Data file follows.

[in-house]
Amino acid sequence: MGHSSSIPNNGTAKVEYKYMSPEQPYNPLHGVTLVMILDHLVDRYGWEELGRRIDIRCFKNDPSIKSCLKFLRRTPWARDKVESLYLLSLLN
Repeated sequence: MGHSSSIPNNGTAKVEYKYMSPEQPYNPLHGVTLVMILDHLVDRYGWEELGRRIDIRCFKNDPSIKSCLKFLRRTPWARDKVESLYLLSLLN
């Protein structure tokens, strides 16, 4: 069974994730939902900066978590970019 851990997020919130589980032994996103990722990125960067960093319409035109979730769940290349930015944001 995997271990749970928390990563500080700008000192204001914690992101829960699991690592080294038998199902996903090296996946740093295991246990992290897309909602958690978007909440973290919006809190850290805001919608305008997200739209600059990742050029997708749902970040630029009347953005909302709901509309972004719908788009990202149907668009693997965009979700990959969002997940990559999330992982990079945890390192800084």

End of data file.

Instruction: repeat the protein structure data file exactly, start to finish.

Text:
[in-house]
Amino acid sequence: MGHSSSIPNNGTAKVEYKYMSPEQPYNPLHGVTLVMILDHLVDRYGWEELGRRIDIRCFKNDPSIKSCLKFLRRTPWARDKVESLYLLSLLN
Repeated sequence: MGHSSSIPNNGTAKVEYKYMSPEQPYNPLHGVTLVMILDHLVDRYGWEELGRRIDIRCFKNDPSIKSCLKFLRRTPWARDKVESLYLLSLLN
């Protein structure tokens, strides 16, 4: 069974994730939902900066978590970019 851990997020919130589980032994996103990722990125960067960093319409035109979730769940290349930015944001 995997271990749970928390990563500080700008000192204001914690992101829960699991690592080294038998199902996903090296996946740093295991246990992290897309909602958690978007909440973290919006809190850290805001919608305008997200739209600059990742050029997708749902970040630029009347953005909302709901509309972004719908788009990202149907668009693997965009979700990959969002997940990559999330992982990079945890390192800084």